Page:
IN THE KITCHEN: Forrest Burdette Children’s Outreach

Health Department Inspection Report

During a May 15th, 2017, routine, inspection by a Putnam County Board Of Health Sanitarian, Forest Burdette Children’s Outreach Ministries, of 2848 Putnam Avenue, Hurricane, was cited for the following critical violations:

 

Forrest Burdette Children’s Outreach Ministries

Inspection Information:

Facility Type: Other
Inspection type: Routine
Inspection date: 15-May-2017
Violations: A summary of the violations, found, during the inspection, are listed below.
13 – 3-302.11 – PACKAGED AND UNPACKAGED FOOD – SEPARATION, PACKAGING, AND SEGREGATION
Observation (CORRECTED DURING INSPECTION):  Eggs stored above ready to eat food or above food with a lower final cooking temperature. Corrected
Correction:  Eggs moved to bottom shelf. Store all raw meat (including raw eggs) in a leak proof container and/or below ready to eat food or food(s) with a lower final cooking temperature.

19 – 3-501.16 (Hot) – POTENTIALLY HAZARDOUS FOOD, HOT HOLDING

Observation:  Hamburger 118 F, Green Beans 127 F.
Correction:  Maintain hot potentially hazardous foods at or above 135°F.

34 – 4-204.112 – TEMPERATURE MEASURING DEVICES – LOCATION, EASILY READABLE

Observation:  There is not a thermometer in the refrigerator.
Correction:  Reposition thermometer so that it is located in the warmest part of the refrigeration unit.
Equipment temperatures
Description Temperature
Freezer #1 0  ºF
Refrigerator ?  ºF
Freezer #2 0 ºF
Food Warming Equipment 150 ºF
Food temperatures
Description Temperature State
Soy Milk 43  ºF Cold holding
Milk 47 ºF Cold holding
Cut fruit 41  ºF Cold holding
Green beans 126  ºF Hot holding
Hamburger patty 118  ºF Hot holding
Warewashing temperatures
Machine name Sanitization method Thermo label PPM Sanitizer name Sanitizer type Temperature
3-Compt. sink N/P  ºF
Dishwasher Yes  ºF

INSPECTION PROCESS

  • Inspection Frequency Facility inspections are conducted one to four times per year, depending on the complexity of a facility’s menu and their potential risk of a foodborne illness. Inspection reports will become available throughout the year, as inspections are conducted per the frequency requirements.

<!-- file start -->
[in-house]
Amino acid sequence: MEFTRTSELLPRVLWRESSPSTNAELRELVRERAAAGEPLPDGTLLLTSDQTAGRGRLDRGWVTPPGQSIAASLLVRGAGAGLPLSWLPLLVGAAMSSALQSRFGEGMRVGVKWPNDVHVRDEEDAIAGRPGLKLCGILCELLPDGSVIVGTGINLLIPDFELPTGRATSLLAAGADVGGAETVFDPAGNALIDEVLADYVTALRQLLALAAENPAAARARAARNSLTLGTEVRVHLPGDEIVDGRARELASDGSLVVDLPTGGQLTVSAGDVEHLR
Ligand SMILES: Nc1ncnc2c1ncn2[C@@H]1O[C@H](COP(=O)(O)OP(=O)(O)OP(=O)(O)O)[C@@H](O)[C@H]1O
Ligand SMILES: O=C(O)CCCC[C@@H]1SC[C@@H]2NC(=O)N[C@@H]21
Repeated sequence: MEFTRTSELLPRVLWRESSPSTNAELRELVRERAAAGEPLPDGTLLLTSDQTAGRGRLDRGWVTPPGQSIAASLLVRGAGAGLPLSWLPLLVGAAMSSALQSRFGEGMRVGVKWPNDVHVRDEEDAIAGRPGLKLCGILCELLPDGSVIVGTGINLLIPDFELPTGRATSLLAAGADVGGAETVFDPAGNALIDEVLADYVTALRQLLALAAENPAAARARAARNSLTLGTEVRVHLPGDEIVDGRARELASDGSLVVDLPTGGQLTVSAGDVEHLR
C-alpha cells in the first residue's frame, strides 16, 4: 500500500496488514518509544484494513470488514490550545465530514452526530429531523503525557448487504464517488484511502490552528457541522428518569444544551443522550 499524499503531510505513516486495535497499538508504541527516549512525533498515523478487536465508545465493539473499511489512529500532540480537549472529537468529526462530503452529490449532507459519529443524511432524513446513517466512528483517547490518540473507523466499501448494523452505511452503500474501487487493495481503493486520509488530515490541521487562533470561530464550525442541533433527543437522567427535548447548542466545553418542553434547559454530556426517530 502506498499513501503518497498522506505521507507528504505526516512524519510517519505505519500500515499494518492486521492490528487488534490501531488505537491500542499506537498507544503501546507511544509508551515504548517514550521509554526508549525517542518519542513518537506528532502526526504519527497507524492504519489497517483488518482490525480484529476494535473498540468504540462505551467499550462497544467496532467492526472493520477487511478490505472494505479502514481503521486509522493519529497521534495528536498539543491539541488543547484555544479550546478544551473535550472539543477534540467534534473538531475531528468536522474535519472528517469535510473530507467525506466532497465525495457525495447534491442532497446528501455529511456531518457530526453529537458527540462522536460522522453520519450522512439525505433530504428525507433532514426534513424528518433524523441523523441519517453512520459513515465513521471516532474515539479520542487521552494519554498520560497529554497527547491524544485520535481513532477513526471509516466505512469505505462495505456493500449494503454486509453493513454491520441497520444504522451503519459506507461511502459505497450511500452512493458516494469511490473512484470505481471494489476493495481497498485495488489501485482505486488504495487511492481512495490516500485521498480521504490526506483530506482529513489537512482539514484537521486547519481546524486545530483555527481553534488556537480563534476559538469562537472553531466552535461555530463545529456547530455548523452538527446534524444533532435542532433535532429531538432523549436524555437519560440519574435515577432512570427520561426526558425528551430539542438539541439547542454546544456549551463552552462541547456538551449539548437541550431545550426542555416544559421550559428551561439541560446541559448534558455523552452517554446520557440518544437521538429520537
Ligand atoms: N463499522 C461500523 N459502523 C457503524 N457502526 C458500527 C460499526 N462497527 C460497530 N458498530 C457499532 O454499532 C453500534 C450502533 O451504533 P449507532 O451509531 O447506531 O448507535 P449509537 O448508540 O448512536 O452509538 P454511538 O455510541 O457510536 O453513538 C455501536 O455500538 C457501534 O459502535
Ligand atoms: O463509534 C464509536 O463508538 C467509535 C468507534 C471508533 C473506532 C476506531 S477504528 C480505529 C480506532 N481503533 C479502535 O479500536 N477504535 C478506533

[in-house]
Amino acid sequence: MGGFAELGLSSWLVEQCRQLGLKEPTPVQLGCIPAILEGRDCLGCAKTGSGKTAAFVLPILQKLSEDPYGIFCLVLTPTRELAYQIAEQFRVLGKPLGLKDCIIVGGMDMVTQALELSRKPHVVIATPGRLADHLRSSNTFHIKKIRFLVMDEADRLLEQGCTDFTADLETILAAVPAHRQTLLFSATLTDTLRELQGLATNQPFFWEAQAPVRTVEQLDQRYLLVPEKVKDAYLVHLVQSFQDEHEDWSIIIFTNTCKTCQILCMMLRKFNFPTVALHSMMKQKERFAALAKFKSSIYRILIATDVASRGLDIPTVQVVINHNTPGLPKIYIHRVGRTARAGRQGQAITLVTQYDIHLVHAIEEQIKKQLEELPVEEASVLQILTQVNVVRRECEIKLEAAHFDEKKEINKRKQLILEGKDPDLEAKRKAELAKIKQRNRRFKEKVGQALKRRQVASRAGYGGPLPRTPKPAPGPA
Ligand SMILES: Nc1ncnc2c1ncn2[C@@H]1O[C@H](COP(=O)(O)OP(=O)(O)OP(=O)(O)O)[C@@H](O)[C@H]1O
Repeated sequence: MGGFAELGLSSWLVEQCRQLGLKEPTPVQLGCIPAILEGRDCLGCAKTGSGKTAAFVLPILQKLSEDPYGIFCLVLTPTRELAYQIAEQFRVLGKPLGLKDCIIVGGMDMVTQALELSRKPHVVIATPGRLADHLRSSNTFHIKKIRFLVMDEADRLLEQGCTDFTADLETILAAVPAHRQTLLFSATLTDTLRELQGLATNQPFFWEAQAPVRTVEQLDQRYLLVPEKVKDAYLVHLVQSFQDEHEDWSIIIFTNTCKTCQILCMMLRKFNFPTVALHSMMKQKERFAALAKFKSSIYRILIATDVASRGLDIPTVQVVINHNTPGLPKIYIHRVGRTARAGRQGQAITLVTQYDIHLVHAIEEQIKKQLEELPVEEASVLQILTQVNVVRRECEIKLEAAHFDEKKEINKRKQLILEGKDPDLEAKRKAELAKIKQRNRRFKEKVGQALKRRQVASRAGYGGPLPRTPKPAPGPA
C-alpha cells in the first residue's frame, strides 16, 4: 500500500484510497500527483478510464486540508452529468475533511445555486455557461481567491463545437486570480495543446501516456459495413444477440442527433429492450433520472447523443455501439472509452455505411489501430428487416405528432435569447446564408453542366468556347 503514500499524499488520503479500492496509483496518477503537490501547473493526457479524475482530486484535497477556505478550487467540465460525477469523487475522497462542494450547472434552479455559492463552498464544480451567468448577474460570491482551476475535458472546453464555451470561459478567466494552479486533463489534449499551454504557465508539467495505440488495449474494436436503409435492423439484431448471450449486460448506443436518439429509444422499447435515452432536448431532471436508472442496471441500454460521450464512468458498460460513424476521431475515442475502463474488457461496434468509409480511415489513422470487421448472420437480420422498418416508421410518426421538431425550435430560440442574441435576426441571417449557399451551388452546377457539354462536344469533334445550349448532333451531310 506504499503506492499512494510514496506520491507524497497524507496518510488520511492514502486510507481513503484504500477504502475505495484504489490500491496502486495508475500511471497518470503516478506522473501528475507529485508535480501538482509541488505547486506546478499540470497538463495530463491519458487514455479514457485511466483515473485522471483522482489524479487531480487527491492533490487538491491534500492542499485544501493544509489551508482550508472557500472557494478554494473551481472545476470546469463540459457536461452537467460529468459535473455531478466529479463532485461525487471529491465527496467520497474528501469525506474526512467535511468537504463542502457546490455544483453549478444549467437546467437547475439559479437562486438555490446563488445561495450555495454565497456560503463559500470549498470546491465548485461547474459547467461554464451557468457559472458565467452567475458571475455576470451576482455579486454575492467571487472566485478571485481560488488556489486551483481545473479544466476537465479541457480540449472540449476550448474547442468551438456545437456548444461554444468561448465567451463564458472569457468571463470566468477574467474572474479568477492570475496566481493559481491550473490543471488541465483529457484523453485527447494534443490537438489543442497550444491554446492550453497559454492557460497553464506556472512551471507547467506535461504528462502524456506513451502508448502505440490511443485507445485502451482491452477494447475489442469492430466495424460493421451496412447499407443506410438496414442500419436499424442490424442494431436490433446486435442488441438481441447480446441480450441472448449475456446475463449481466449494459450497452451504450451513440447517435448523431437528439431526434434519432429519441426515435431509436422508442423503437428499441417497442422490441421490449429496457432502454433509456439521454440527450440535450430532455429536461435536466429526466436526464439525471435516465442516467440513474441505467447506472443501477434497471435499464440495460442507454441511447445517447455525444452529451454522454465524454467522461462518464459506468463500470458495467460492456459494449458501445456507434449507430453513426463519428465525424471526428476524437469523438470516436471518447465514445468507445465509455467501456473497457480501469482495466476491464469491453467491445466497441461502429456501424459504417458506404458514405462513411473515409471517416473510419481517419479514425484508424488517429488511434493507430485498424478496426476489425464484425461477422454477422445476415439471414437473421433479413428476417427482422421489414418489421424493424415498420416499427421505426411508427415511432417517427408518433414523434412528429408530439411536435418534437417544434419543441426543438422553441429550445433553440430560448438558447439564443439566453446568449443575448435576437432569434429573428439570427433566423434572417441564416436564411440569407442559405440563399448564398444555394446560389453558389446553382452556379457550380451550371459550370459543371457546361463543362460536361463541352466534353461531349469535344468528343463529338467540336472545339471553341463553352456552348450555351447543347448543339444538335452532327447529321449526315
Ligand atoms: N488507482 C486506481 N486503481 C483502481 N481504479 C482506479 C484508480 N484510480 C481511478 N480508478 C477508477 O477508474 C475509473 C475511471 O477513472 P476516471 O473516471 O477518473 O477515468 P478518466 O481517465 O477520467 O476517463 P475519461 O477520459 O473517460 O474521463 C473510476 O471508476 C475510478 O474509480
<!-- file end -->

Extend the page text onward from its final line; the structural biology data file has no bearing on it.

• Violations (Two types of violations may be cited)
    • Critical Violations Violations of the Food Regulations, which, if left uncorrected, are more likely than other violations to directly contribute to food contamination or illness. Examples include improper temperature control of food, and the improper cooking, cooling, refrigeration or reheating of food. Such problems can create environments that cause pathogens (bacteria/viruses) to grow and thrive, which put consumers at risk for food-borne illness.
    • Non-Critical Violations Violations not directly related to the cause of foodborne illness, however if uncorrected, could affect the operation of the facility and lead to critical violations. Examples include a lack of facility cleanliness and maintenance, or improper cleaning of nonfood-contact equipment.
  • Types of Inspections
    • Standard This inspection is unannounced to the facility. A local health department sanitarian will conduct a complete inspection covering all items in the regulations for compliance.
    • Thirty Day Inspection This is a standard inspection that must be conducted no more than thirty days after a license is issued to a new Food Service Operation or Retail Food Establishment.
    • Pre-license Inspection This inspection is not required, but may be conducted by the local health department prior to issuing a license to a new Food Service Operation or Retail Food Establishment. The purpose of this inspection is to provide consultation and education to the operator.
    • Critical Control Point (CCP) This inspection may be scheduled or unannounced. A sanitarian will spend time reviewing a facility’s food processes that may directly contribute to food contamination or illness and educates the facility on proper procedures.
    • Process Review (PR) This inspection may be scheduled or unannounced. This type of inspection is similar to a CCP inspection; however the inspections are conducted in facilities such as grocery stores or convenience stores. The inspection will focus on a specific process that may directly contribute to food contamination or illness.
    • Follow-up Inspection This is an inspection for the specific purpose of re-inspecting items that were not in compliance at the time of the standard, CCP and/or PR inspection. These inspections are scheduled.
    • Complaint This is an unannounced inspection conducted as a result of a complaint received by a local health department. The specifics of the complaint will be evaluated and discussed with the person in charge of the facility.